This volume in the Official History of The Great War covers the first half of the campaign in East Africa (the planned second volume was never published). The fighting in ‘German East’ – the German colony comprising the modern state of Tanzania – became one of the most famous guerilla wars in history, and the tenacious and cunning German commander, Paul von Lettow-Vorbeck, won the respect of his enemies for the clever way he resisted all attempts to subdue his tiny force of European officers and highly trained native ‘Askaris’. But, despite Lettow-Vorbeck’s fame, the Allied side of the war – involving international forces from South Africa and India as well as Britain, is virtually unknown. Of all the subsidiary enterprises undertaken during The Great War, the operations described in this volume are probably the least known. The only regular British battalion involved was the 2nd Loyal N. Lancs. The early stages were disastrous for the British, beginning with the unsuccessful attack from the sea on the port of Tanga, described as “one of the most notable failures in British military history.” The British commander was replaced and ordered home, while on the German side Tanga proved the first of many victories for the commander who would earn the admiration of friend and foe alike and remain undefeated right through the war: von Lettow-Vorbeck.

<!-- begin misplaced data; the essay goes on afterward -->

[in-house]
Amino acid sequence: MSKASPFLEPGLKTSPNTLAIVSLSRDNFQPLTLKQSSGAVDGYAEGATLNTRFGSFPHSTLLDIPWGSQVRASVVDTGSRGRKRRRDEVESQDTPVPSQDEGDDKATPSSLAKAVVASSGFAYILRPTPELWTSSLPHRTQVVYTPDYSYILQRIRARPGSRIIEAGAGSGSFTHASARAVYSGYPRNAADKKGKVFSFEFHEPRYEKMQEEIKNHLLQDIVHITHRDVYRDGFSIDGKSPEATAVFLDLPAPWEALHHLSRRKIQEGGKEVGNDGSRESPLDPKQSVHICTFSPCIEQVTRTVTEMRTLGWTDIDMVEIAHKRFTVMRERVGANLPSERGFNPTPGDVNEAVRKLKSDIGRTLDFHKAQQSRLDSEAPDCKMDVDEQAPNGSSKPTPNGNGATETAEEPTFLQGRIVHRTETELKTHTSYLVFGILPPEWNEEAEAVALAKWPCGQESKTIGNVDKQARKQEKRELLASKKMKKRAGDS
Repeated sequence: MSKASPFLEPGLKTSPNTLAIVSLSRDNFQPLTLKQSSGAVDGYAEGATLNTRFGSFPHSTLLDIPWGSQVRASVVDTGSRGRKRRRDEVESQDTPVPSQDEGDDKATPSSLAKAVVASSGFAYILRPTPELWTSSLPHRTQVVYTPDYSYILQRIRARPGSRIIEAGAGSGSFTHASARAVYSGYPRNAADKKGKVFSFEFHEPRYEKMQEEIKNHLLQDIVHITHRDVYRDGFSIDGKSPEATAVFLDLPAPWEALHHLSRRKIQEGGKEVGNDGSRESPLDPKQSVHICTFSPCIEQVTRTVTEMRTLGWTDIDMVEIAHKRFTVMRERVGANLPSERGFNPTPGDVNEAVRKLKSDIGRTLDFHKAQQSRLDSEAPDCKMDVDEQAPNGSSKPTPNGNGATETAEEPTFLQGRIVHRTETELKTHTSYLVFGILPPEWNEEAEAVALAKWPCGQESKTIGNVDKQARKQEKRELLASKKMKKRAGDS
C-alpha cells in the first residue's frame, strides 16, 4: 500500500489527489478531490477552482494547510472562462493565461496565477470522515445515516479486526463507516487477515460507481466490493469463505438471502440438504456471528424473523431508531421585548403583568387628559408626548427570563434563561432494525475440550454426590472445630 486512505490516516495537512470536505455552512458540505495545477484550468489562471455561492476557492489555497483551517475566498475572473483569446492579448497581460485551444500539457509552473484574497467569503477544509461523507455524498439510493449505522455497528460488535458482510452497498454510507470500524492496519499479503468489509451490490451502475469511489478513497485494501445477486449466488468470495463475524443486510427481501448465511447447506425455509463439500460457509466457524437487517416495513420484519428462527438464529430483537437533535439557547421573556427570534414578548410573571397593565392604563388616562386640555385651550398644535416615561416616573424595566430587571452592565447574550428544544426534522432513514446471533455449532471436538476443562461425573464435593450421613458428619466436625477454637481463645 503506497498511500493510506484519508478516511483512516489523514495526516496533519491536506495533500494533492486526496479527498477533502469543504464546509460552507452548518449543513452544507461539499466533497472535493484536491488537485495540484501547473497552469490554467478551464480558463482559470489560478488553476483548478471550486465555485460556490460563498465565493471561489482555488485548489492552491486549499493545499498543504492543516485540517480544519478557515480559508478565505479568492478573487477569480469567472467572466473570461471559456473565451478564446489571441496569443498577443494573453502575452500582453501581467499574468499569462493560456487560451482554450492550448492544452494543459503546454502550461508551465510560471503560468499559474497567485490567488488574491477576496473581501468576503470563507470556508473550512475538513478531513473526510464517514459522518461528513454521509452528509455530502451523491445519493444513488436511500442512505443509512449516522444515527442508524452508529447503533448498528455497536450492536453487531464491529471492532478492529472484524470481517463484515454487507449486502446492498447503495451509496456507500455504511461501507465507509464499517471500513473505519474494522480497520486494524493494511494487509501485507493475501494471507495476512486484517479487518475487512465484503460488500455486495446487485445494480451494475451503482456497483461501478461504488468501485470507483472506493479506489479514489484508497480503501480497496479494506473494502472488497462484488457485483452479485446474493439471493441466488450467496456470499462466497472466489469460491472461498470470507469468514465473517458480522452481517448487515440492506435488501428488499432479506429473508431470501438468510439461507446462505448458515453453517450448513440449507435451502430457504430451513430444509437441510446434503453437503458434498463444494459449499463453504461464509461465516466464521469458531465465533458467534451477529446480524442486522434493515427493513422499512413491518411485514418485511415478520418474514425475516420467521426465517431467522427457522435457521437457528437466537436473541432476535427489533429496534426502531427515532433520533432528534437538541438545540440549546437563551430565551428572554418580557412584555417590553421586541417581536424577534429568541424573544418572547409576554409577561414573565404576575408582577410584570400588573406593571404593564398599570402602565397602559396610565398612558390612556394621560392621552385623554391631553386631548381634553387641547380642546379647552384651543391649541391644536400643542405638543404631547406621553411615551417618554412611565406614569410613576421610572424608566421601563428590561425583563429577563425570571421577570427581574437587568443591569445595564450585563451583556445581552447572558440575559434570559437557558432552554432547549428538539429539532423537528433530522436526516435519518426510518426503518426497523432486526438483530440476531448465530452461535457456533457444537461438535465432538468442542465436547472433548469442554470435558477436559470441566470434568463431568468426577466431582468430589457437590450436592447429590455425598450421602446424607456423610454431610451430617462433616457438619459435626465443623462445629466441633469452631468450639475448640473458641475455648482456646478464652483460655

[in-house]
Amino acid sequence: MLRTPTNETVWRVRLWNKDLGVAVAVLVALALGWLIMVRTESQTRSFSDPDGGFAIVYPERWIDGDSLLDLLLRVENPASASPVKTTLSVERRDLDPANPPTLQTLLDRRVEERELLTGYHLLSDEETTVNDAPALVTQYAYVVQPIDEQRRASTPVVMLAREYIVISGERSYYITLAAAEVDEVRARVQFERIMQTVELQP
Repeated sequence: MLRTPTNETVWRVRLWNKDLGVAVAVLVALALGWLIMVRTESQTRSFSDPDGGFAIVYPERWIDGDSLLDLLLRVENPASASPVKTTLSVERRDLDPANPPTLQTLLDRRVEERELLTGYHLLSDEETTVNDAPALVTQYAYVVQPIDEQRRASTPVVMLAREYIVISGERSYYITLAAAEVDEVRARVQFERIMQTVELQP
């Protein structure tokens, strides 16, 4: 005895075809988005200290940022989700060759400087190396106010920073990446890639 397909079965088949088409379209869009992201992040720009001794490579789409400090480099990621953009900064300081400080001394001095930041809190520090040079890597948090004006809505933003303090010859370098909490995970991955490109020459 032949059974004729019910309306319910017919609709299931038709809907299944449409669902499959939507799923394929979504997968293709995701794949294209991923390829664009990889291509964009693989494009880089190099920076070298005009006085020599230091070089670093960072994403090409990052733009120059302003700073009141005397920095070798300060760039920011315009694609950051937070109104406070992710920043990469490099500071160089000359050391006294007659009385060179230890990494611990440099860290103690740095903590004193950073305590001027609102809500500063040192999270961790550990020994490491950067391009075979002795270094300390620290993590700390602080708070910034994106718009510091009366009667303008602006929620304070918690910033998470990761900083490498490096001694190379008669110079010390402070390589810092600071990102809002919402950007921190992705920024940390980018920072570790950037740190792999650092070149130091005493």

EAST AFRICA VOLUME 1. August 1914-September 1916. OFFICIAL HISTORY OF THE GREAT WAR OTHER THEATRES:
The first (and only) published volume on the frustrating early Allied campaign in East Africa, that saw the emergence of Germany’s Paul von Lettow-Vorbeck – one of the most successful and legendary guerilla leaders of all time.